Thursday, November 8, 2012

Second Impressions

Buster and I made the drive back home, arriving last night. I introduced him to the house and yard. (There is a verb I've been seeking to describe his movement, but it's just not coming to me. It's not prancing, not leaping, not running, not walking, not trotting. Darting, perhaps? At any rate, he was excited, quick, and agile.) It would be tough to get any work done while watching him, but I hadn't planned to get any work done last night anyway. He threw his ball, chased it down, and threw it again. He wildly slurped the water offered and then shoved his face into the food dish, sending kibble flying in all directions. When bedtime came, he slipped readily into his crate and slept well through the night. I enjoyed his energy, though felt a little weary as I imagined it 24/7.

Buster has been quieter today. He was manageable on our early-morning walk. Back at home, he has gone joyfully outside a few times, but mostly curled up and slept at my feet. He clearly has energy, but has been so well-behaved. I've been encouraged today; this will be easy!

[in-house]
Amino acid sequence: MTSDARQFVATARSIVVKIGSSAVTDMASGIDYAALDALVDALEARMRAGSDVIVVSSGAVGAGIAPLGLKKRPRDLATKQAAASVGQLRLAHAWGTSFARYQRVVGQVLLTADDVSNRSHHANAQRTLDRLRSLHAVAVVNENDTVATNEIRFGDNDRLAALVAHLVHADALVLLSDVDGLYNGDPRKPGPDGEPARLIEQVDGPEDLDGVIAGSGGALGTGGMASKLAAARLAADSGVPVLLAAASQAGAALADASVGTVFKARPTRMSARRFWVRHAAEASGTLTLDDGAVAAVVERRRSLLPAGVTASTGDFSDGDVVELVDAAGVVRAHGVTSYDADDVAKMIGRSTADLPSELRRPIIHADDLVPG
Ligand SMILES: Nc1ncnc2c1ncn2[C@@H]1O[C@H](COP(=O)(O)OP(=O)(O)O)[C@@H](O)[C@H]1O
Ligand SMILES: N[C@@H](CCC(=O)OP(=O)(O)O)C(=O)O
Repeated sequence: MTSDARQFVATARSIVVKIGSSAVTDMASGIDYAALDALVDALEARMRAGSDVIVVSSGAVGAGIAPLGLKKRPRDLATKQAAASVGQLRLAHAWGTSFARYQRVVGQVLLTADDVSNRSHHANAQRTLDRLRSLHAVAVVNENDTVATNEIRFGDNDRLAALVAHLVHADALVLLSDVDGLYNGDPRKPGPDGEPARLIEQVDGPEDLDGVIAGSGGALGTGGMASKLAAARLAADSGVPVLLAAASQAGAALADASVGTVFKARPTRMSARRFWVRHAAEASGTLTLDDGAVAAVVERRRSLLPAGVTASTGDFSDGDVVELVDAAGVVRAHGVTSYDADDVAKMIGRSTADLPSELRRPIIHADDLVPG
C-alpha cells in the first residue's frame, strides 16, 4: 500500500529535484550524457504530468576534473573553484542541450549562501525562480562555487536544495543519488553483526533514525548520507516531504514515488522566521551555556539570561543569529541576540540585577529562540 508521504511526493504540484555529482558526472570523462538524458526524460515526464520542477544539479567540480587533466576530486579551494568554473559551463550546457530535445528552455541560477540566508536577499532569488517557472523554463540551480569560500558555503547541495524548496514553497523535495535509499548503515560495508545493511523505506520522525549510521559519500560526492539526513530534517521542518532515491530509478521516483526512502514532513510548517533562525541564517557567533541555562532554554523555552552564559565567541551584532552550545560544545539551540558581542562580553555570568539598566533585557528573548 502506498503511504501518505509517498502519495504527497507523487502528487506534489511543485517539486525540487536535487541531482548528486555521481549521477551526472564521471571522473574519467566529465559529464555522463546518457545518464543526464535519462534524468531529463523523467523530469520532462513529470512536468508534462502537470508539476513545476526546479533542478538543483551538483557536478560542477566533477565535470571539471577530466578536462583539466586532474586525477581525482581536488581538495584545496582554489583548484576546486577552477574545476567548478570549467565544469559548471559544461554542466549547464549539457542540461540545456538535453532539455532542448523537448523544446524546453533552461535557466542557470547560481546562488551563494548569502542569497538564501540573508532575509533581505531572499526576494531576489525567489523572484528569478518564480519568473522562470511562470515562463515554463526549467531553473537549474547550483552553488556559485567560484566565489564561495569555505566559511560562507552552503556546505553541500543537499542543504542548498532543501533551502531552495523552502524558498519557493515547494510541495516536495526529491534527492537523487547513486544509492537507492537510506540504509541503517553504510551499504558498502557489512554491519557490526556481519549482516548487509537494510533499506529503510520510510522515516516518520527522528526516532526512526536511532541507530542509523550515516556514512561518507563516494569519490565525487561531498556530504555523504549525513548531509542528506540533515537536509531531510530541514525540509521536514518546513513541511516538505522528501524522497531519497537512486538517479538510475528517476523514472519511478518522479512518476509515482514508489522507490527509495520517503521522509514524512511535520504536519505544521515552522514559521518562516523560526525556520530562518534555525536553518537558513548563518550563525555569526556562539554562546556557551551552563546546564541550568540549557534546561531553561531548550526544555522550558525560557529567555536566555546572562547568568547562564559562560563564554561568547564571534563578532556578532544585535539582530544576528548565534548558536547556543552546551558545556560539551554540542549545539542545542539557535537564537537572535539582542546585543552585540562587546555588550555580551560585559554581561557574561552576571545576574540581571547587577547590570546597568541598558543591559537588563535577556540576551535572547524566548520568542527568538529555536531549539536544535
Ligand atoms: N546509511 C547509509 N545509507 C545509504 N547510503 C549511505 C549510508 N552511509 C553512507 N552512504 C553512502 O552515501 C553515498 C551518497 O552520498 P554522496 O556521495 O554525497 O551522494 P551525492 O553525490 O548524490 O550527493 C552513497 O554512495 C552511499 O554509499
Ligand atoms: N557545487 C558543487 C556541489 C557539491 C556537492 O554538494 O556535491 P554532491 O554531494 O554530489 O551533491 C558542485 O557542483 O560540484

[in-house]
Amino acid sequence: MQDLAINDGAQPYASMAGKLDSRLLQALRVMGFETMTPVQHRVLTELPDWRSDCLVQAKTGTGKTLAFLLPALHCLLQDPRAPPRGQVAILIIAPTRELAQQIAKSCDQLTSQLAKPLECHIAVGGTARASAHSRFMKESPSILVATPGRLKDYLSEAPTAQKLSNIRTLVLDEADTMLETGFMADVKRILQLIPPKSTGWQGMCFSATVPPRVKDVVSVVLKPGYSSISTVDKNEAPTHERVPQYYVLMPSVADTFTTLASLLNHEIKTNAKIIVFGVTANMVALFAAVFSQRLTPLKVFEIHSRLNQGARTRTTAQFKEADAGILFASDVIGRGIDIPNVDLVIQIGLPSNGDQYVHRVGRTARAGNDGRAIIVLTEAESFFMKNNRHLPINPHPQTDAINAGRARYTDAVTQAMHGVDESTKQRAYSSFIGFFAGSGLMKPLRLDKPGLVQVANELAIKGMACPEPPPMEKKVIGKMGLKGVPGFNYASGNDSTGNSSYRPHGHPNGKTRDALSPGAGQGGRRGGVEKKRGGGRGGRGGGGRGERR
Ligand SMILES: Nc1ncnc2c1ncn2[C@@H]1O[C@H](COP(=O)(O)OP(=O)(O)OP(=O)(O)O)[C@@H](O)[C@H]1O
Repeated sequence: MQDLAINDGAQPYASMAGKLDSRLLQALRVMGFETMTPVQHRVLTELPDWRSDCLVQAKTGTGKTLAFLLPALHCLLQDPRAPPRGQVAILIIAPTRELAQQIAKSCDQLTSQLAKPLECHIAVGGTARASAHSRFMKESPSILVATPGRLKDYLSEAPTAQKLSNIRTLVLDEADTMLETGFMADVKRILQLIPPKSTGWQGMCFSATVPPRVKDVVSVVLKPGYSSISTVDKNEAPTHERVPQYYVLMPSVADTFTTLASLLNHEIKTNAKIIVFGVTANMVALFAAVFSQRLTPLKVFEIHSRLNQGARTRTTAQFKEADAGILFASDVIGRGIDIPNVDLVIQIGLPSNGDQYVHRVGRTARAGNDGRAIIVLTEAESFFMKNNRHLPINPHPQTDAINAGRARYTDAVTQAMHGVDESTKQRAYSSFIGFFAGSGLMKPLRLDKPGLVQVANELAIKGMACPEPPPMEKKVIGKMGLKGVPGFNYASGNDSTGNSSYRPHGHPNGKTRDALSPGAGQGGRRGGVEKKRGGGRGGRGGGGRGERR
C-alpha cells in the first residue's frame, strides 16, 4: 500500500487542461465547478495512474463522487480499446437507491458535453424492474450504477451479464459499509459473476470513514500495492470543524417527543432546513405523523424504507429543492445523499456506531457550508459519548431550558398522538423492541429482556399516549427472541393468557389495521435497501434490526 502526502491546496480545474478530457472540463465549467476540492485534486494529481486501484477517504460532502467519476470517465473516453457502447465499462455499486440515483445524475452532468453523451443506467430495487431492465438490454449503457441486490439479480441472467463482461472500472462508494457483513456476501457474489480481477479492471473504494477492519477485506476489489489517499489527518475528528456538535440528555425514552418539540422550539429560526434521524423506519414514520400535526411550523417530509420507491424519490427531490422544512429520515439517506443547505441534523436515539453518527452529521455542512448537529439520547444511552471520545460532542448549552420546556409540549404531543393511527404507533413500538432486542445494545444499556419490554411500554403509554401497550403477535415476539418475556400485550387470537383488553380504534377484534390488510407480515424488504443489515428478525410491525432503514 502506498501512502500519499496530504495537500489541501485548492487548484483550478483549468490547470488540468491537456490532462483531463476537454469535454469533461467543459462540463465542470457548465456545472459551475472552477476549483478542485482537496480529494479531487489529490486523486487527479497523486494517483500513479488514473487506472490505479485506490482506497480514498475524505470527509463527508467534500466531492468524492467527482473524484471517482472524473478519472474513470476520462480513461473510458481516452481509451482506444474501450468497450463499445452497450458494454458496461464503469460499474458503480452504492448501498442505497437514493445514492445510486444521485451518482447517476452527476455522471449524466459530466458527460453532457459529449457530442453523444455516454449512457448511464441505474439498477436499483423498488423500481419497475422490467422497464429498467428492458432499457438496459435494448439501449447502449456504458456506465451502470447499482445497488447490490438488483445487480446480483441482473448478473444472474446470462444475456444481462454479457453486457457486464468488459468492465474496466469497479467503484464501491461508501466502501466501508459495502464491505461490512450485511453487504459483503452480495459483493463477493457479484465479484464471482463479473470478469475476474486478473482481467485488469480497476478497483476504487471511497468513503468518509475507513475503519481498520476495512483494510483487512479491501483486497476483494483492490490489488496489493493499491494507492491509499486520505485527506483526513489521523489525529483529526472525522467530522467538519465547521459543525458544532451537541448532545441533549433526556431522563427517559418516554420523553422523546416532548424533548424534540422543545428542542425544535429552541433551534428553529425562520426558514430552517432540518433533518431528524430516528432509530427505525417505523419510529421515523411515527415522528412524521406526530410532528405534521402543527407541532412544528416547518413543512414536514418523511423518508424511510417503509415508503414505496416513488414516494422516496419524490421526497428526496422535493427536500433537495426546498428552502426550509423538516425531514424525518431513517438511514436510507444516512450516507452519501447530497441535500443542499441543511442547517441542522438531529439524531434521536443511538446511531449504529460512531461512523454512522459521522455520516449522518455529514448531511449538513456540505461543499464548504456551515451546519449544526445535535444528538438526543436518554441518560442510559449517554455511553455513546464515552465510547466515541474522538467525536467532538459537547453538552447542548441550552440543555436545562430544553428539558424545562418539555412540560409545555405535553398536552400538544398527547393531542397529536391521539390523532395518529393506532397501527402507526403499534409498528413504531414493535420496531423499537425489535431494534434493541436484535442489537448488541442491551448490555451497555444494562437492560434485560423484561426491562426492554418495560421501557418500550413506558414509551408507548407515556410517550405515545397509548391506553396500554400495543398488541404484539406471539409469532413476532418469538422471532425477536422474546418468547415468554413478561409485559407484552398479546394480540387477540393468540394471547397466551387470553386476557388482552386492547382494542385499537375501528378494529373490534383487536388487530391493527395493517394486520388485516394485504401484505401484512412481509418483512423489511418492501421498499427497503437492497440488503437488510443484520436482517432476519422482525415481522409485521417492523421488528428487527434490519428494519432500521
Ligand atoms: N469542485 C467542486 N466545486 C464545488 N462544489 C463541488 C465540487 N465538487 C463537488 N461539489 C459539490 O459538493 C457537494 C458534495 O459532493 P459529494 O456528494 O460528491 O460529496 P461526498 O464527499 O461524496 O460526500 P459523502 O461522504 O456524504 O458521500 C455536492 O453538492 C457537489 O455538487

It seems too good to be true. And, as it turns out, it probably is too good to be true. My snuggly, sleepy, well-behaved puppy went today to the vet, who agreed with my assessment that Buster's behavior is unexpectedly lethargic; he's probably feeling kinda lousy right now due to an upper respiratory infection. We came home with medication to treat it, so he should start "feeling like himself again" -- I'm still not sure what that is like -- within a few days. I imagine he'll stay snuggly and sweet, but there may be some adjustment to the sleepy, well-behaved part.

And I am reminded again of people whose paths I cross just briefly in the course of everyday life. It is natural to form impressions quickly, as if momentary encounters are reliably representative of an entire person. Yes, they sometimes are, but not enough to hold such judgments tightly. Like with Buster, I want to be attentive to the wholeness of the people I encounter in everyday life, alert to both "positive" and "negative" signs which may sprout from deeper layers of experience rather than just allowing little snippets to define their character in my mind.

Perhaps it is true that "you never get a second chance to make a first impression," but we can give each other the grace of choosing to develop second impressions.

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